A Michigan furniture company CEO’s desperate bid to avoid losing control of his firm takes a back seat (or does it?) to murder most foul.
Ever since he laid off 5,000 employees—half of Stratton Corporation’s workforce—in response to a mandate from Stratton’s new owner, Fairfield Equity, everyone in Fenwick has hated “the Slasher,” Nicholas Conover. But nobody hates him more than the nutcase who’s been breaking into his gated community, scrawling threatening graffiti inside his house, and most recently eviscerating the family dog. His nerves already frayed by his wife Laura’s accidental death and his defiant teenage son, Nick gets his old hockey friend Eddie Rinaldi, now Stratton’s security chief, to install a state-of-the-art burglar alarm in the house Laura picked out not long before she died. The alarm works all too well. It’s been in place only a few days when it summons Nick to a confrontation with an intruder he shoots dead. In one of the few unbelievable moments in this adroitly plotted tale, Nick’s old buddy Eddie persuades him to hide the corpse, and from that moment on, Nick watches in anguish as Det. Audrey Rhimes closes in on the truth inch by inch. Or he would watch if he weren’t frantically trying to balance the day-by-day demands of his hurting kids with the need to do something about his suspicion that Fairfield Equity is isolating him, doing an end run around his America-first policies, and getting ready to sell him down the river—presumably to the unanimous cheers of his friends and neighbors. These headaches may not sound like enough plot for 500 pages, but Finder expertly doles out the suspense and comes up with a climactic twist altogether more plausible and satisfying than the last-minute revelation in Paranoia (2004).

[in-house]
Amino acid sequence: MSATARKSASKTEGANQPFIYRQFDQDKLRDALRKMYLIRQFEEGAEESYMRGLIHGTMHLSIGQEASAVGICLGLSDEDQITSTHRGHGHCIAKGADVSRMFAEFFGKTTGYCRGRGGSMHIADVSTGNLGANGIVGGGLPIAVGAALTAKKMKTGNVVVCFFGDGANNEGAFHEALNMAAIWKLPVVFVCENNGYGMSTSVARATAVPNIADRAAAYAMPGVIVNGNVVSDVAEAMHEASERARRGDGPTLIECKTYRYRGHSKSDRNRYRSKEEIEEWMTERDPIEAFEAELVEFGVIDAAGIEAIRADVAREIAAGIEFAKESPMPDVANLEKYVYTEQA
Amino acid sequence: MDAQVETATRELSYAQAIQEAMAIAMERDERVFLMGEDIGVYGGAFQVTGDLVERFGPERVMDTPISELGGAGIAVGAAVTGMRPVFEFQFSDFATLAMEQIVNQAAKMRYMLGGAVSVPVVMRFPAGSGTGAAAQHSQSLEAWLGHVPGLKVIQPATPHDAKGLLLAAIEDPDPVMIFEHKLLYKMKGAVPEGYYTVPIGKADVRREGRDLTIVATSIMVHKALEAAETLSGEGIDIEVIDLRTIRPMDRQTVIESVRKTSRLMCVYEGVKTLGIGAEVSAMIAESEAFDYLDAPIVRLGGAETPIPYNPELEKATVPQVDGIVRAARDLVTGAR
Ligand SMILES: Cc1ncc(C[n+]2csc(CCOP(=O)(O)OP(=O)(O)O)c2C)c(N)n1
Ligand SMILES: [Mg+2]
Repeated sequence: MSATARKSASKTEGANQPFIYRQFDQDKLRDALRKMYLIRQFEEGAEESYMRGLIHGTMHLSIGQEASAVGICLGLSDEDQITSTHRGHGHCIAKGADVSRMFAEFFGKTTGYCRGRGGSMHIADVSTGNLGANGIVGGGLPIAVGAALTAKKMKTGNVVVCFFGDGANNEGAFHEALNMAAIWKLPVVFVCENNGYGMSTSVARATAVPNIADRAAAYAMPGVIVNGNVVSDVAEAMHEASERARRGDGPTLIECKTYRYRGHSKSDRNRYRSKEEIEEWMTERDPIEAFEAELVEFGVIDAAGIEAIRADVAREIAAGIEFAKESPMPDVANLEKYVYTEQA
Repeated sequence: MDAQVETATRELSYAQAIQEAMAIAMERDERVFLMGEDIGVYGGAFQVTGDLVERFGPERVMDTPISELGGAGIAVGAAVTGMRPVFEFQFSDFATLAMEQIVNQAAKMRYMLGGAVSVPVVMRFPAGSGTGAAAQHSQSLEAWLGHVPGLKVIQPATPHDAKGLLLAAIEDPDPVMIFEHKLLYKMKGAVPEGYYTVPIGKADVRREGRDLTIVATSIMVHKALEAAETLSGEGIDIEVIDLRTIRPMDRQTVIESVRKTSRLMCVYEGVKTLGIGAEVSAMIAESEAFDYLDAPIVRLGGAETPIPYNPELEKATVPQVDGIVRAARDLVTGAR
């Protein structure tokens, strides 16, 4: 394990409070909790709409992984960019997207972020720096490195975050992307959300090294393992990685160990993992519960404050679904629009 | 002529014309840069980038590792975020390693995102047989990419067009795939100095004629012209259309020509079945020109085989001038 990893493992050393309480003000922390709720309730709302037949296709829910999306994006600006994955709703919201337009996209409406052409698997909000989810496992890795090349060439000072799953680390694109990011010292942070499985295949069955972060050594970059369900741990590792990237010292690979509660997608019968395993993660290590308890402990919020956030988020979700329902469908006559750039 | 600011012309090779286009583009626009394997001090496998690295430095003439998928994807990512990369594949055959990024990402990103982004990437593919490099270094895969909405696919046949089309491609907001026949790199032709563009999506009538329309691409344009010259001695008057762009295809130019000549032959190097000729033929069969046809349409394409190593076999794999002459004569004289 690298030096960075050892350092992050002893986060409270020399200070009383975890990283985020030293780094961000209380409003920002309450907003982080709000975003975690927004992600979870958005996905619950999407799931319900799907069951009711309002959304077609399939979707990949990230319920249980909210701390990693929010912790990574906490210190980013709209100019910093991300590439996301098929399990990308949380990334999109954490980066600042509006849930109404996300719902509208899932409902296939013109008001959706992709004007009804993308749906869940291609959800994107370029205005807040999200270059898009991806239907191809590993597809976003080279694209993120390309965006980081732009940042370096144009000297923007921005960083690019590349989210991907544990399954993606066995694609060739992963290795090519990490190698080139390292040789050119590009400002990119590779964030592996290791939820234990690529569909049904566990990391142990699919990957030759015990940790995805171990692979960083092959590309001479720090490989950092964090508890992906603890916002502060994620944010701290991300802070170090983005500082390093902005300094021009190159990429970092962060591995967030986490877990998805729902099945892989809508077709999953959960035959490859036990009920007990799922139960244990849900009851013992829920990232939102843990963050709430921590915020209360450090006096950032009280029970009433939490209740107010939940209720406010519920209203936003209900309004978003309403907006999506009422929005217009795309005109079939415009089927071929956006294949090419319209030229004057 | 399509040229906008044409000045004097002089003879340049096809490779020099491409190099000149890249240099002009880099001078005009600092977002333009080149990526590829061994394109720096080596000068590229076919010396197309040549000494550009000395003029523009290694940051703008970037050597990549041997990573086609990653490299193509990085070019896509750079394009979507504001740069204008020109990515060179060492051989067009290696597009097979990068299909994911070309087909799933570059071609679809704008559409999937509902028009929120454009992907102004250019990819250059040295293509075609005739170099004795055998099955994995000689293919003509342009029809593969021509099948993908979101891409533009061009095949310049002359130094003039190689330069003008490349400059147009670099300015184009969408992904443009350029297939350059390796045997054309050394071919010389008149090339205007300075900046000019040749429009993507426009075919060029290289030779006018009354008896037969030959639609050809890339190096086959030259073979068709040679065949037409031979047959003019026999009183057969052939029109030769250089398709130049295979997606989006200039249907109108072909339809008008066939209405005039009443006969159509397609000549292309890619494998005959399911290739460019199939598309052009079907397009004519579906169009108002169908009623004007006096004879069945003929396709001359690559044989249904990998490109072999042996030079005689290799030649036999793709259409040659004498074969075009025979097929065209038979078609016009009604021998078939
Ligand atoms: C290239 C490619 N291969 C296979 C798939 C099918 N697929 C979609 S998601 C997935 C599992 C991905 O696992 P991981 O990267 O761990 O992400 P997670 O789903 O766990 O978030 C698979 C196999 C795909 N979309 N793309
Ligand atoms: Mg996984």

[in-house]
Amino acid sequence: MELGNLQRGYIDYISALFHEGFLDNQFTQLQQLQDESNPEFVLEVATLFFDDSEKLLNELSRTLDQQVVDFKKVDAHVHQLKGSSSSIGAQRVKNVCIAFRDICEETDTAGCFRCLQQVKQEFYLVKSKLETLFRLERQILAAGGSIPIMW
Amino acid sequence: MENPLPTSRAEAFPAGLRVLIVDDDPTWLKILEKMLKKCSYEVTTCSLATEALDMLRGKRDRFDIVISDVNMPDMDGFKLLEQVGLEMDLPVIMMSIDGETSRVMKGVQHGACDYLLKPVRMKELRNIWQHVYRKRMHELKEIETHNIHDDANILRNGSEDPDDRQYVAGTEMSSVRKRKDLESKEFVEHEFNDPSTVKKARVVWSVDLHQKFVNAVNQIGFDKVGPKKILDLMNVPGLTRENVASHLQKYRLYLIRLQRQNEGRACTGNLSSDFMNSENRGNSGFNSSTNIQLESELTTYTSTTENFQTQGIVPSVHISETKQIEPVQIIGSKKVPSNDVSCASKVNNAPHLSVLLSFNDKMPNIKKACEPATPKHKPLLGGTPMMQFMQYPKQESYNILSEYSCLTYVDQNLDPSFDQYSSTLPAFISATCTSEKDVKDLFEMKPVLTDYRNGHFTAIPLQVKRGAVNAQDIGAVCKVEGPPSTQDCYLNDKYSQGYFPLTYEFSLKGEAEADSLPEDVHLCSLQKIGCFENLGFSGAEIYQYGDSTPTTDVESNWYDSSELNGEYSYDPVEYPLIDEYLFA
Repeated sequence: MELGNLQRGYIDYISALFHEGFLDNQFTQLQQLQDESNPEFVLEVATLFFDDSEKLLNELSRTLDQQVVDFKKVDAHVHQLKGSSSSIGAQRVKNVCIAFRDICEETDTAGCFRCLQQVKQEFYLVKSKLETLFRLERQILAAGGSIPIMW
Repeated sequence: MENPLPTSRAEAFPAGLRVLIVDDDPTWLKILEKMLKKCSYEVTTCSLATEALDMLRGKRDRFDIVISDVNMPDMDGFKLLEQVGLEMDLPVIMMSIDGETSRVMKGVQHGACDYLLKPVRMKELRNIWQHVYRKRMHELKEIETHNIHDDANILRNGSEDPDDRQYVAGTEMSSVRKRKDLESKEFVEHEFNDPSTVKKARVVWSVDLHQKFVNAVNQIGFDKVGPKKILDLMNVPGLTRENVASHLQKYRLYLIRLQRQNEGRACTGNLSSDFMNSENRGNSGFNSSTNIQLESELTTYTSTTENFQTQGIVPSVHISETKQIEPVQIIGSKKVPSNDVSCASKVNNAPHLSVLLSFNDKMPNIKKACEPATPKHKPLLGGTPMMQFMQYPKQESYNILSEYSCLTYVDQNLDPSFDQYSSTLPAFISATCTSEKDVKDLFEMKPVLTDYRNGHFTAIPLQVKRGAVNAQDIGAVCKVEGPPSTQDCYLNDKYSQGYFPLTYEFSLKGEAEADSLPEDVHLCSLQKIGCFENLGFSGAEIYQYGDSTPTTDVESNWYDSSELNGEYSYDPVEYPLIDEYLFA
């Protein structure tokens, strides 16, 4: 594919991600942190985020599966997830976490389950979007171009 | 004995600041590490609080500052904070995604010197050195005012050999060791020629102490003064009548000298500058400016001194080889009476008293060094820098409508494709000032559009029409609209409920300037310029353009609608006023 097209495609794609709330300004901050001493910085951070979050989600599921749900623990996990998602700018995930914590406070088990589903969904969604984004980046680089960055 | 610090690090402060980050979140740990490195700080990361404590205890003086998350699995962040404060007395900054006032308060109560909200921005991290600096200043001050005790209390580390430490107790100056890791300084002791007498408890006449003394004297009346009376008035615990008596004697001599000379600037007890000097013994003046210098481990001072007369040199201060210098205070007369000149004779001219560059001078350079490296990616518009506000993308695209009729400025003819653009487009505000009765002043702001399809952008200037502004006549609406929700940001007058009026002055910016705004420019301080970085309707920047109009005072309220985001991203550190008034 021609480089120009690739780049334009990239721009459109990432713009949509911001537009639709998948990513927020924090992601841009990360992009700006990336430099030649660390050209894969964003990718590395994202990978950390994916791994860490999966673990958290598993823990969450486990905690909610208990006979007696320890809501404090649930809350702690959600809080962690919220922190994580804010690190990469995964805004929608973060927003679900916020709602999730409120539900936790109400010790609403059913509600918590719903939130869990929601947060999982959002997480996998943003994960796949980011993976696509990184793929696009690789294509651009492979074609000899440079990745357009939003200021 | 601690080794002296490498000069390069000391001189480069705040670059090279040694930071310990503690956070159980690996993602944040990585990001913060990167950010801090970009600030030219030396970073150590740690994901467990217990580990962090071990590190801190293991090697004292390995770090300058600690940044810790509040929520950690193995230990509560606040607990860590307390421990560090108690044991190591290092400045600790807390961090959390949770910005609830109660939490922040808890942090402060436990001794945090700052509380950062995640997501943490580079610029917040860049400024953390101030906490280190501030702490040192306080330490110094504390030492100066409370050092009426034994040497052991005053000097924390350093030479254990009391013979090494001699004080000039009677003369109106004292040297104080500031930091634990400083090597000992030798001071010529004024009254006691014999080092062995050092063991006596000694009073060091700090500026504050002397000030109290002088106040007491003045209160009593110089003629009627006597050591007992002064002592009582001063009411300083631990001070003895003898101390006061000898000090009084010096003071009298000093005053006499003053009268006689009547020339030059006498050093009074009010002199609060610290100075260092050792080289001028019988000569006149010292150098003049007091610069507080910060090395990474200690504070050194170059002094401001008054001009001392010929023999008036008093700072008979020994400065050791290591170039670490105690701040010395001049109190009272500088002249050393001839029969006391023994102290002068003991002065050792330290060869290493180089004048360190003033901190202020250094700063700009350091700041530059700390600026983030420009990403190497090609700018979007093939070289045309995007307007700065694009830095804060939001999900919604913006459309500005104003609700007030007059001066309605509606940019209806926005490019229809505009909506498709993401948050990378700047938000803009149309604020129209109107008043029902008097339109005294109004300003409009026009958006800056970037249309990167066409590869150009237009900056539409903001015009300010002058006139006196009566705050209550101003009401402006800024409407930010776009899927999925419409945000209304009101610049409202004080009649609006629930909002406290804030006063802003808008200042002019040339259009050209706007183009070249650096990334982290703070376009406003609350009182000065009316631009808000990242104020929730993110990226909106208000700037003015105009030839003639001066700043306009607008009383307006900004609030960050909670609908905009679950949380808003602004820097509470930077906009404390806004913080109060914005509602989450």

A highly efficient thriller combining state-of-the-art corporate malfeasance with the old-fashioned kind. You can almost hear the movie cameras grinding away.